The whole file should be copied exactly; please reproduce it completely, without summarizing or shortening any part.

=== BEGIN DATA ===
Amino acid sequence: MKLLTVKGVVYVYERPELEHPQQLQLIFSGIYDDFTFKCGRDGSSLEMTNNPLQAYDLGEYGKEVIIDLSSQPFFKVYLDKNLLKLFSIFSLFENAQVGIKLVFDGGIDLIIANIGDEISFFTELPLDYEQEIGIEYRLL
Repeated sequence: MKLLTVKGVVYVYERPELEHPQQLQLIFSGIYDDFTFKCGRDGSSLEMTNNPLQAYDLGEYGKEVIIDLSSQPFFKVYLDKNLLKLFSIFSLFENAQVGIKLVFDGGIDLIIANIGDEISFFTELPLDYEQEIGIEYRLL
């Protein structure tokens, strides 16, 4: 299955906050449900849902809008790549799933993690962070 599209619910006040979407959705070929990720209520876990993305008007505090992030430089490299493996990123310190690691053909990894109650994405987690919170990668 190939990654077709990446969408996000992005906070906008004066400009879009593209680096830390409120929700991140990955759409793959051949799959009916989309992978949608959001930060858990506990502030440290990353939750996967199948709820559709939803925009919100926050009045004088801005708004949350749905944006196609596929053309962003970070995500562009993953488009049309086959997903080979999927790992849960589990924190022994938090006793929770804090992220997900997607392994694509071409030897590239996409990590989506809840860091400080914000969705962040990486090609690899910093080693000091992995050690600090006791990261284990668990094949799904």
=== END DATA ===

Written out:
Amino acid sequence: MKLLTVKGVVYVYERPELEHPQQLQLIFSGIYDDFTFKCGRDGSSLEMTNNPLQAYDLGEYGKEVIIDLSSQPFFKVYLDKNLLKLFSIFSLFENAQVGIKLVFDGGIDLIIANIGDEISFFTELPLDYEQEIGIEYRLL
Repeated sequence: MKLLTVKGVVYVYERPELEHPQQLQLIFSGIYDDFTFKCGRDGSSLEMTNNPLQAYDLGEYGKEVIIDLSSQPFFKVYLDKNLLKLFSIFSLFENAQVGIKLVFDGGIDLIIANIGDEISFFTELPLDYEQEIGIEYRLL
């Protein structure tokens, strides 16, 4: 299955906050449900849902809008790549799933993690962070 599209619910006040979407959705070929990720209520876990993305008007505090992030430089490299493996990123310190690691053909990894109650994405987690919170990668 190939990654077709990446969408996000992005906070906008004066400009879009593209680096830390409120929700991140990955759409793959051949799959009916989309992978949608959001930060858990506990502030440290990353939750996967199948709820559709939803925009919100926050009045004088801005708004949350749905944006196609596929053309962003970070995500562009993953488009049309086959997903080979999927790992849960589990924190022994938090006793929770804090992220997900997607392994694509071409030897590239996409990590989506809840860091400080914000969705962040990486090609690899910093080693000091992995050690600090006791990261284990668990094949799904």